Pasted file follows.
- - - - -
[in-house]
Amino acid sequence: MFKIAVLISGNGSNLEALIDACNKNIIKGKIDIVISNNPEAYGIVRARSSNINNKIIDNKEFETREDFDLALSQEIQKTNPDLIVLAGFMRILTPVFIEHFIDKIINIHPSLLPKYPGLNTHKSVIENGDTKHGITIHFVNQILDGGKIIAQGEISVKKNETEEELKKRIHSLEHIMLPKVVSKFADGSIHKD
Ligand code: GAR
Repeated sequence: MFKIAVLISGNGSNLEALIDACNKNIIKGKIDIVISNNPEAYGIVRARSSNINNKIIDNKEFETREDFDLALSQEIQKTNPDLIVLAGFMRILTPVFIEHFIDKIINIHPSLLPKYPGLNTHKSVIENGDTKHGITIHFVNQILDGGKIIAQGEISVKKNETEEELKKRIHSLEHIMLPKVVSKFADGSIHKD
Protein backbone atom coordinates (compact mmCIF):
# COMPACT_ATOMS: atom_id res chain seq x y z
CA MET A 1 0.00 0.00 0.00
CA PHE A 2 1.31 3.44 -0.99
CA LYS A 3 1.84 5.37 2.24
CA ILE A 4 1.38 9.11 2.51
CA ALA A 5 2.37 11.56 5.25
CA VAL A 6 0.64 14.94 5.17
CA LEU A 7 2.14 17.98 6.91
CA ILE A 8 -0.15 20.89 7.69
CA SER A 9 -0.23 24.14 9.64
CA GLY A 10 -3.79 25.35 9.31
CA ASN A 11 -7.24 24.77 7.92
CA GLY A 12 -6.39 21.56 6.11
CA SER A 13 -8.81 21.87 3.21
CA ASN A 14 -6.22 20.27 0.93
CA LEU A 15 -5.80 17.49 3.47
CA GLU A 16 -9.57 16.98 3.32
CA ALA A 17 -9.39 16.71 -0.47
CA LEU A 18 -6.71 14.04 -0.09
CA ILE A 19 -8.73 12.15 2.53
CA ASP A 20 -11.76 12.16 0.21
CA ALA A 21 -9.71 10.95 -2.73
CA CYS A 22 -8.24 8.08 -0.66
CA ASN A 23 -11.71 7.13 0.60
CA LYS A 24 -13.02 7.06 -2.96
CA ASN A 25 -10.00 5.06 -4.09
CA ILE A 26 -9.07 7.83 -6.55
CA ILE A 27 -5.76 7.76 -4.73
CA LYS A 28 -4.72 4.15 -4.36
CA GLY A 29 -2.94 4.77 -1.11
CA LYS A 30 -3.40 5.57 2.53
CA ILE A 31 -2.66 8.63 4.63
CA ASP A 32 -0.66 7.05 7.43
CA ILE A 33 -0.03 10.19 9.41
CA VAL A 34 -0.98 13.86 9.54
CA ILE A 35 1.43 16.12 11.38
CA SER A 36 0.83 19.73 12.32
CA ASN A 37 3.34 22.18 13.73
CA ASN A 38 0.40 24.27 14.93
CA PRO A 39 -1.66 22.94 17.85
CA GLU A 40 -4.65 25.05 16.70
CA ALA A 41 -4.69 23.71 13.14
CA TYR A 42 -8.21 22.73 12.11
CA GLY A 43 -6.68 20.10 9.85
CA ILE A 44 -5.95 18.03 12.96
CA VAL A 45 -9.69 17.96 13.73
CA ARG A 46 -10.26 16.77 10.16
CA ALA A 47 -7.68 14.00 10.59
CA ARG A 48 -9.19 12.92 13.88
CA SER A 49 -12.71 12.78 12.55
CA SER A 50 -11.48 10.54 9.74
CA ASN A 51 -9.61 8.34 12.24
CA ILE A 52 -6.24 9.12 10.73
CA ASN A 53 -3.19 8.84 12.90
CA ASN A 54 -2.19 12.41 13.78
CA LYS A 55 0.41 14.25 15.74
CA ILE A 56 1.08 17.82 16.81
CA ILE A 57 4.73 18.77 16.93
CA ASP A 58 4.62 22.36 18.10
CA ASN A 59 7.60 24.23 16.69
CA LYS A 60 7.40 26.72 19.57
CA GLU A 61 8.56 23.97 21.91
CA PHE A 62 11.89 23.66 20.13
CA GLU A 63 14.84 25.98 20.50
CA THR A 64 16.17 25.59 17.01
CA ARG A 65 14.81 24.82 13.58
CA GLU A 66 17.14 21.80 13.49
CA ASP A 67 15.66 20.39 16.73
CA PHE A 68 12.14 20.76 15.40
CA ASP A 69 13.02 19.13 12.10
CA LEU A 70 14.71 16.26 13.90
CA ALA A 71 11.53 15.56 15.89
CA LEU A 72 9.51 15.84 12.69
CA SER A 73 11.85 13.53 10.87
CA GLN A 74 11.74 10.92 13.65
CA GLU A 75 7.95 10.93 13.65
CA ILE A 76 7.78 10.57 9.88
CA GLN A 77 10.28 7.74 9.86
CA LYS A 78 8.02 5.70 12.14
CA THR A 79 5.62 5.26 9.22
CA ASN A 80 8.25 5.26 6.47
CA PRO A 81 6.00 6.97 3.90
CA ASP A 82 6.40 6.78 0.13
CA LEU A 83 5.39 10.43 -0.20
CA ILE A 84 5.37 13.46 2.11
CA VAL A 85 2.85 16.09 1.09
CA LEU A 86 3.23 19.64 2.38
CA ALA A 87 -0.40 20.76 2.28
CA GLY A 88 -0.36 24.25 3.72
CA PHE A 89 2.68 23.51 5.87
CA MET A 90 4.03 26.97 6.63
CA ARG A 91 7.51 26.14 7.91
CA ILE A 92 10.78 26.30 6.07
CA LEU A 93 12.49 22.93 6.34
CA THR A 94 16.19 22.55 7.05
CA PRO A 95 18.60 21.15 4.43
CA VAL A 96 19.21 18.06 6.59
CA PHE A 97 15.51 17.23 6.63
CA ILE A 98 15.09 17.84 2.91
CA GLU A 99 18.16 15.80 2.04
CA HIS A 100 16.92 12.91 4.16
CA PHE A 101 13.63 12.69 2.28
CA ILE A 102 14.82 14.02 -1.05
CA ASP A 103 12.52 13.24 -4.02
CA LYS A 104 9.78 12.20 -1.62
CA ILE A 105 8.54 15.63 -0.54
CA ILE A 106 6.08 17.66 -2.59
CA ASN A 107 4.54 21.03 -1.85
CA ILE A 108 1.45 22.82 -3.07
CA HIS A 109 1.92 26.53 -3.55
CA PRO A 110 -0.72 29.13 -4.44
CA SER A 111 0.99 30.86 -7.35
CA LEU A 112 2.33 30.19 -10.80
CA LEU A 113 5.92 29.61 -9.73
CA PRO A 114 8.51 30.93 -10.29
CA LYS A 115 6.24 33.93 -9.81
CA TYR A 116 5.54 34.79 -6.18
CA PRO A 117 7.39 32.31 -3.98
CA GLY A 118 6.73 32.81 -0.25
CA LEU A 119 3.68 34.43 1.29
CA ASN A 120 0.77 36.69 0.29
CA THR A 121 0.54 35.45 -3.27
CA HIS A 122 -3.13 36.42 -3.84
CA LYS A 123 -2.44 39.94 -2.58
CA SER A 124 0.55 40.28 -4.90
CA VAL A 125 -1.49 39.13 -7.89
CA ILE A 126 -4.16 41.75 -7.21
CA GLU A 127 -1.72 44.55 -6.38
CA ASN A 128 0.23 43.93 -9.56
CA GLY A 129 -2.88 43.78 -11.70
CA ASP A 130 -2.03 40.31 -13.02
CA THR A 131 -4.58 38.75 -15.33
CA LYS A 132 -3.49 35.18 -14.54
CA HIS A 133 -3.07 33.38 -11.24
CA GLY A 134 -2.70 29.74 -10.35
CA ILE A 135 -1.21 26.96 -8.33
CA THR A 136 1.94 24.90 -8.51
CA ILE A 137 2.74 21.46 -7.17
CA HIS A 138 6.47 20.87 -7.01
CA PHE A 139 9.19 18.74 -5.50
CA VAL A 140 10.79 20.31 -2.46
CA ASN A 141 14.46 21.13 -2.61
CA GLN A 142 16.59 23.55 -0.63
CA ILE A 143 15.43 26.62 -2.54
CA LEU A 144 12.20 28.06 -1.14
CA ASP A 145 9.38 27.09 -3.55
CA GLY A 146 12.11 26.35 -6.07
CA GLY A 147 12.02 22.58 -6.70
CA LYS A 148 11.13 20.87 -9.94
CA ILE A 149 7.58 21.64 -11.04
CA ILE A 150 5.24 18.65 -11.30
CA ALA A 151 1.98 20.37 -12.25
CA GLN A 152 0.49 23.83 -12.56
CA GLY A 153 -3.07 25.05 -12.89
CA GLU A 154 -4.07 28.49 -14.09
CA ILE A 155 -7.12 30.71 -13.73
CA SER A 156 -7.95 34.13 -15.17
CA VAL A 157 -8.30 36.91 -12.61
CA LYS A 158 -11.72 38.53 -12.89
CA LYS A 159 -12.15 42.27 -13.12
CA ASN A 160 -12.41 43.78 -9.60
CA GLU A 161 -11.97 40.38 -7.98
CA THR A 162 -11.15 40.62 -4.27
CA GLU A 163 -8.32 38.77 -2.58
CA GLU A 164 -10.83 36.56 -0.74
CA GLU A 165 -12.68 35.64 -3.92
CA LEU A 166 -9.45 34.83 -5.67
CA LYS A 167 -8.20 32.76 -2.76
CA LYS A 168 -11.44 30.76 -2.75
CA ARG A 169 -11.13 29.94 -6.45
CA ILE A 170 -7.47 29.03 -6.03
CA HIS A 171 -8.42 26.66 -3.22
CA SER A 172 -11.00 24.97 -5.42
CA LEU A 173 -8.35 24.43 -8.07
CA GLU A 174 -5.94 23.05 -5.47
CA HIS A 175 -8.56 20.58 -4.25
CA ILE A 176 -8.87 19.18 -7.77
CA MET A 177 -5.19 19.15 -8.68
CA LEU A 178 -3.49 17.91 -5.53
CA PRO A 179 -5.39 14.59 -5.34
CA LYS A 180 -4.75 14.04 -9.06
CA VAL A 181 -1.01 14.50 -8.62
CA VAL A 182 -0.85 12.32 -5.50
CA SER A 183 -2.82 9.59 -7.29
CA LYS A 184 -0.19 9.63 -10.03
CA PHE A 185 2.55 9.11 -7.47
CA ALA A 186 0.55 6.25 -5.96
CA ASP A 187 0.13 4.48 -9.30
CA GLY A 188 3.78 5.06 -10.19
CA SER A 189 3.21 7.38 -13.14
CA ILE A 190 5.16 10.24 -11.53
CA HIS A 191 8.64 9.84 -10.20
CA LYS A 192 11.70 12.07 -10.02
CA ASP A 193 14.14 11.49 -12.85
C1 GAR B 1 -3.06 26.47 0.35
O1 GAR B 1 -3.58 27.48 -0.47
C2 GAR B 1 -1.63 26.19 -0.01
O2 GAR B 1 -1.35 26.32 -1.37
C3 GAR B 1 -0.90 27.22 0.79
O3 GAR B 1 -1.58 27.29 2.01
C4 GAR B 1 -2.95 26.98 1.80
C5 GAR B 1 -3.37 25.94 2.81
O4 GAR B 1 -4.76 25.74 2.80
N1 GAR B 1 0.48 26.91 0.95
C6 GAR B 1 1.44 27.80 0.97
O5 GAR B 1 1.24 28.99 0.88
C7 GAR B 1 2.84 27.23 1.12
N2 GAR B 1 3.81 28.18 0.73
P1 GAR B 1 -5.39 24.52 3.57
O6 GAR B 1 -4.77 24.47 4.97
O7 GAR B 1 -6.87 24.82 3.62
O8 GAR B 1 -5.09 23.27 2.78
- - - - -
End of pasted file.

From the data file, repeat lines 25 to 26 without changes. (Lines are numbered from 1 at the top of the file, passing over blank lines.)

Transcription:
CA ILE A 19 -8.73 12.15 2.53
CA ASP A 20 -11.76 12.16 0.21